Kidnapped Alabama Woman Story Becomes Hoax

( – When people go missing, authorities typically jump into action to try to curb a potential threat to the community. However, while many accounts are true, sometimes — for various reasons — people file false reports. One Alabama woman is now under scrutiny for her tale of a supposed kidnapping that she later revealed as a hoax.

It all started on July 13, when 25-year-old Carlee Russell called 911 to report that a toddler was walking alone on the side of a road. Police were initially suspicious of the story because nobody else had called in a similar account, despite it allegedly having taken place on I-459, a very busy road. Russell told authorities, and a family member, that she would stop to help the child. While on the phone with a family member, she abruptly cut off with a scream. Then, she disappeared for 49 hours.

When she finally returned home, Russell recounted her supposed kidnapping, saying that she had been forced into several vehicles, before being held in a house then another car before she was able to break free from her captor(s) and make a run for it. With the details, authorities began investigating and even internet sleuths got in on the search for the alleged kidnapper(s).

Unfortunately, it all turned out to be a hoax. On Monday, July 24, Russell released a statement through her attorney, Emory Anthony, saying there was never a kidnapping, apologizing for her actions. However, that’s not likely to go far.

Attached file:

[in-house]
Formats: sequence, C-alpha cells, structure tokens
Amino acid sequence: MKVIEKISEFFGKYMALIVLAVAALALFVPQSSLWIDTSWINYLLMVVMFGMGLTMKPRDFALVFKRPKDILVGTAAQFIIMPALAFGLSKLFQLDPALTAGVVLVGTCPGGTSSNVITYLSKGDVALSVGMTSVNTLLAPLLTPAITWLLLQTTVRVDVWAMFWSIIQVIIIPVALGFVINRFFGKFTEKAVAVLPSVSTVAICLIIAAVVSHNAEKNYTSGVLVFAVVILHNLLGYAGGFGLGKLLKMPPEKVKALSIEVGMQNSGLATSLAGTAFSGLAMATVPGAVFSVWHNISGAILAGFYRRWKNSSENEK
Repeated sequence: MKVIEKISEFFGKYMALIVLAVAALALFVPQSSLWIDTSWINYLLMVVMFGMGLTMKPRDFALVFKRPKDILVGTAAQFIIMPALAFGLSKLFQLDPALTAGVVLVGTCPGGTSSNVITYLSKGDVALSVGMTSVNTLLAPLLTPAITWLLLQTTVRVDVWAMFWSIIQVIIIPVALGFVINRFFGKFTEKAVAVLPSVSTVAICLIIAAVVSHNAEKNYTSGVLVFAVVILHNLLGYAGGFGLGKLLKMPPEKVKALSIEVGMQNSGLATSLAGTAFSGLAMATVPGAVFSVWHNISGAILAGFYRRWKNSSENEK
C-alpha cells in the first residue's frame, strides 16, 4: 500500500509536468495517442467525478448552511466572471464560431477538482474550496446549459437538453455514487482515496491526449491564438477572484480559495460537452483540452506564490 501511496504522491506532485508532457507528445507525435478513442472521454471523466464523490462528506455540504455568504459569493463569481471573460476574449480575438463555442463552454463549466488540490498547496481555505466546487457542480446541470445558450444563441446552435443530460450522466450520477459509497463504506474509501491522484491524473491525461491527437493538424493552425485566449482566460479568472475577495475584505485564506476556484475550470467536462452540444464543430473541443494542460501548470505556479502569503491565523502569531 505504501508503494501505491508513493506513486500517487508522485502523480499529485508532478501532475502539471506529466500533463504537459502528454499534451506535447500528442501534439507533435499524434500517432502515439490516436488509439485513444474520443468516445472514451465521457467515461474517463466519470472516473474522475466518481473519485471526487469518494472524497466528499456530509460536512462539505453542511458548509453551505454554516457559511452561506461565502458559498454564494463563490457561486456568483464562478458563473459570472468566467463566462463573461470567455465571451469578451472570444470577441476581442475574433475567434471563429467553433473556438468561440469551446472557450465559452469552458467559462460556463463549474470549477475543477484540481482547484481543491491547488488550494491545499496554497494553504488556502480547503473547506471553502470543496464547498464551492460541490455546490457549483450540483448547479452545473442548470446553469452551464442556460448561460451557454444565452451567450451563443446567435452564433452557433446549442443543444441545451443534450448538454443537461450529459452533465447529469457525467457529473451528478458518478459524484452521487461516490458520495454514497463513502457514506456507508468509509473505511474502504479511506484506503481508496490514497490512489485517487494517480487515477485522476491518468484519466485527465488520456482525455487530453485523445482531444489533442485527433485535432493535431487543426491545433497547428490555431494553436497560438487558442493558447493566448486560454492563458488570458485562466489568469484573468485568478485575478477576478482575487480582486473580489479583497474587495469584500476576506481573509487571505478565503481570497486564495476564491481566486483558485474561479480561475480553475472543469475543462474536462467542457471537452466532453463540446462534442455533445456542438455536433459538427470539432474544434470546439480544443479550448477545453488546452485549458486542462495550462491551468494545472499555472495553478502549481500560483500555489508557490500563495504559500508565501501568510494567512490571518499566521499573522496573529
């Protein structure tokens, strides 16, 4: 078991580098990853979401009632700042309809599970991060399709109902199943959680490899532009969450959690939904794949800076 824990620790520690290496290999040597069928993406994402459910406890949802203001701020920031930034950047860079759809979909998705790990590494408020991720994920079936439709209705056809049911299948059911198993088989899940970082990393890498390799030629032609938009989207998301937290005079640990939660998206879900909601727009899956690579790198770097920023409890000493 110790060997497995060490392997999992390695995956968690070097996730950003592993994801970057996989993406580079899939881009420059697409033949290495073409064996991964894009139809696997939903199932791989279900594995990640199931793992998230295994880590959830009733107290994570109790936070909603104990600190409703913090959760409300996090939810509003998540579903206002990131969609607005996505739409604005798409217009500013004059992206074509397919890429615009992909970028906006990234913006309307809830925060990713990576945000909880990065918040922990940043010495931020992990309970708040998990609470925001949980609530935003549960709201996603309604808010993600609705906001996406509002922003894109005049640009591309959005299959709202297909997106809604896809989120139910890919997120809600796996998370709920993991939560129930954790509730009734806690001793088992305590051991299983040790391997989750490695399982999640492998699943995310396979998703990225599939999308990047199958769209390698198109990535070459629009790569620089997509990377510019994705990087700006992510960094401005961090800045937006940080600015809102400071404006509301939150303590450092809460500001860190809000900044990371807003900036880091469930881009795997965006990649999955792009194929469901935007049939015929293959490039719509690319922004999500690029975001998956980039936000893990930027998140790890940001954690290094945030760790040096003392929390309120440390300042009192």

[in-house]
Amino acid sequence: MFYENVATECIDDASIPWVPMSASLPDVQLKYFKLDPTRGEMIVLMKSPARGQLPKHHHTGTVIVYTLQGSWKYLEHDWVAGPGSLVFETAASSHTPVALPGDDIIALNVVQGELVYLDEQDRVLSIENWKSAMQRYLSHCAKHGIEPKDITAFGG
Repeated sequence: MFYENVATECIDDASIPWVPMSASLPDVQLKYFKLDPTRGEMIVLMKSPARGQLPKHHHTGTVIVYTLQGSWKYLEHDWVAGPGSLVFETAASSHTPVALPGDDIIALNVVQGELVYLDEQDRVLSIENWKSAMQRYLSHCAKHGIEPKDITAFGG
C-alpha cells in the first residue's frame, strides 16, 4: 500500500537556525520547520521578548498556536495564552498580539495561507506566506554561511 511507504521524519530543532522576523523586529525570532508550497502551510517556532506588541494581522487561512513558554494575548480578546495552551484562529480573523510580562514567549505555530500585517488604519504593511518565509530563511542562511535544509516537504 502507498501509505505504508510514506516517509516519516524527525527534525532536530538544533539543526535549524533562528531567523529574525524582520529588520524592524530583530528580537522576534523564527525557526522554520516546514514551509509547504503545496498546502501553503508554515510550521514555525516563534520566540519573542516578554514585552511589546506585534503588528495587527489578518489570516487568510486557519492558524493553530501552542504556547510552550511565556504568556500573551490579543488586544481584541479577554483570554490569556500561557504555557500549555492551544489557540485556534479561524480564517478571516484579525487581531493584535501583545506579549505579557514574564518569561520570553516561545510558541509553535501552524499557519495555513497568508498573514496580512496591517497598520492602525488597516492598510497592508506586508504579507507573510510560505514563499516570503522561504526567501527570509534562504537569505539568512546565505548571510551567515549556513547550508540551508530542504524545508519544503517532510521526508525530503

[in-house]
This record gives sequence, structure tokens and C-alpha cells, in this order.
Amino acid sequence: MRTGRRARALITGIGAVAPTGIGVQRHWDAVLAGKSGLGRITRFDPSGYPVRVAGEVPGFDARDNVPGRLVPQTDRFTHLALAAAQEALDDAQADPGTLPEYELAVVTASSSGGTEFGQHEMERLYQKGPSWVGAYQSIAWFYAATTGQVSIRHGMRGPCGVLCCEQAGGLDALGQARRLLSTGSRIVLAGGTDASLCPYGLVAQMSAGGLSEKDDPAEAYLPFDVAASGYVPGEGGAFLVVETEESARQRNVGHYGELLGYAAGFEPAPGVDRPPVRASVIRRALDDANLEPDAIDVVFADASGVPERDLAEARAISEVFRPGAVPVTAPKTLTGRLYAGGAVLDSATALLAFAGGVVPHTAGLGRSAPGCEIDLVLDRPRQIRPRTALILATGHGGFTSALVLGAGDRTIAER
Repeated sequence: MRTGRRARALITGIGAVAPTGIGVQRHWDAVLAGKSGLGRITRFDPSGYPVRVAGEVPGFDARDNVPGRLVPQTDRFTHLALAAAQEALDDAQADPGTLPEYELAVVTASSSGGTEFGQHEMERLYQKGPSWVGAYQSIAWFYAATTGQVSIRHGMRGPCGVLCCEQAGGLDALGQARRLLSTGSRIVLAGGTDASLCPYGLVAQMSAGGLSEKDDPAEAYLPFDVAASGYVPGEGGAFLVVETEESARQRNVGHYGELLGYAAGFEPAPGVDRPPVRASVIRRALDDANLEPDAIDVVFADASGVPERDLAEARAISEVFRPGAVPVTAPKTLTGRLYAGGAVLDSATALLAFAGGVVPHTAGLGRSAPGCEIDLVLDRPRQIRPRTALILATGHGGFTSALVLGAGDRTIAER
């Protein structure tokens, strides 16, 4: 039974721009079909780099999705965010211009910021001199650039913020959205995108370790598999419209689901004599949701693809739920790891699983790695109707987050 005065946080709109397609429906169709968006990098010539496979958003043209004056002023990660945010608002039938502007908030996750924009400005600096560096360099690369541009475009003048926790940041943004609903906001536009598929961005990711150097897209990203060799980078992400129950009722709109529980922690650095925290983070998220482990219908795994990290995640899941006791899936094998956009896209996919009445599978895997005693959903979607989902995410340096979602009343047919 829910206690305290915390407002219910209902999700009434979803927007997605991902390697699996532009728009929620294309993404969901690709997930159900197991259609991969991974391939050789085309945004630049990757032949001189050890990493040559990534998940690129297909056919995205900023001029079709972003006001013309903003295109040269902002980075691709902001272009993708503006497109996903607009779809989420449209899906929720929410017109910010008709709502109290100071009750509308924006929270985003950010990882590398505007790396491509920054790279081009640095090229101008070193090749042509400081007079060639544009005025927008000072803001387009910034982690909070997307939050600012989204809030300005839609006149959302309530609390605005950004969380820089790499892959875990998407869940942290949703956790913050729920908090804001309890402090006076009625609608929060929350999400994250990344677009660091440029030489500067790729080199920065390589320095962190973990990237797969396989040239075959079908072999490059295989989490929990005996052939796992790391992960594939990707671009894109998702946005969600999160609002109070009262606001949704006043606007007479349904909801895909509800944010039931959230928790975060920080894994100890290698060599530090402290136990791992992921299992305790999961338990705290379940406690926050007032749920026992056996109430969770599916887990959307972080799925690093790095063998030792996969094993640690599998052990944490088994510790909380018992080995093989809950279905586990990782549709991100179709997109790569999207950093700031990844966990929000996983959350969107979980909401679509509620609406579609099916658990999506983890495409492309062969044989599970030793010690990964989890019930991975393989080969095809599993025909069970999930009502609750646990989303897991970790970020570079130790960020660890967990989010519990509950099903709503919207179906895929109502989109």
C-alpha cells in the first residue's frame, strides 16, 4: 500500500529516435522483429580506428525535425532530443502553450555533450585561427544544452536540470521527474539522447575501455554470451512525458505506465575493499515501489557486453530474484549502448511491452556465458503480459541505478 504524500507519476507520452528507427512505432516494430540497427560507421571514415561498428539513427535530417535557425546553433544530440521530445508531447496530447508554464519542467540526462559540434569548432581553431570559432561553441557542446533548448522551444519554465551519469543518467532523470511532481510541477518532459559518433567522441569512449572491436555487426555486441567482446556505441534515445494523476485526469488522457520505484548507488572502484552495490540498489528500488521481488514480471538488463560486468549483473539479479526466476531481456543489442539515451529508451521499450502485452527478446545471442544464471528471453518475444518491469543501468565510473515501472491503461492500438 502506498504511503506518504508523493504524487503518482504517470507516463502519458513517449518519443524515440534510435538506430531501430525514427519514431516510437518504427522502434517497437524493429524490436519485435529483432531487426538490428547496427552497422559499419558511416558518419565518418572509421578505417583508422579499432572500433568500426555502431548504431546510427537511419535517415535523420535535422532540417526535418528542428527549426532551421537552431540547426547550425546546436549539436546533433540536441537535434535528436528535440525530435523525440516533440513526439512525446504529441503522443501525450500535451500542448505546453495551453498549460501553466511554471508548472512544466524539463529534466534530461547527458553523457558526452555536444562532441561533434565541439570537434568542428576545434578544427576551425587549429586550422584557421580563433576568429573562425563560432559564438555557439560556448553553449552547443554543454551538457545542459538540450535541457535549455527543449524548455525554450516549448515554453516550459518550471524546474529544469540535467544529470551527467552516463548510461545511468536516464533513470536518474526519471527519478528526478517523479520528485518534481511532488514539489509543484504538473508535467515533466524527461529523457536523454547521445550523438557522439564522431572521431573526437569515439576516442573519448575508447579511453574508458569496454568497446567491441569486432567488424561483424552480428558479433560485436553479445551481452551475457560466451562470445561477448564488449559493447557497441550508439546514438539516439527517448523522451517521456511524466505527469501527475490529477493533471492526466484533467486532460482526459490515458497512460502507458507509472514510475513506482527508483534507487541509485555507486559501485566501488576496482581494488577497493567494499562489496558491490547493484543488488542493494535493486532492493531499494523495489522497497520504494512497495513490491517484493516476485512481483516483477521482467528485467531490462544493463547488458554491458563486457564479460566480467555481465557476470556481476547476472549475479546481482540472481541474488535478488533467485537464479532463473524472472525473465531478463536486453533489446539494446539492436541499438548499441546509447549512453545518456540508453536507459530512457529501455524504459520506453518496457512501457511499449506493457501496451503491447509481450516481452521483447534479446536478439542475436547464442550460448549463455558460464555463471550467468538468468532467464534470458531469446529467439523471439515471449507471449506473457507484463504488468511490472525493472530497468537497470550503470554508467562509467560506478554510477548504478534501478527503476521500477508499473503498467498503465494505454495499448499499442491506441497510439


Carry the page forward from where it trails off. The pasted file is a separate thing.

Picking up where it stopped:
Neama Rahmani, a former federal prosecutor, says that Russell could face some serious charges — at the very least one for filing a false police report. He says police like to pursue these types of charges because it makes an example out of those who waste resources and divert them from actual crimes. Law enforcement and prosecutors have a “pretty strong case,” Rahmani says, which is likely to include her internet searches right before her disappearance. According to People, her browser history shows inquiries about the movie “Taken,” looking up a bus schedule, and information about Amber Alerts, which are sent out when children go missing.

As of the time of writing, she has not been arrested or charged with a crime.

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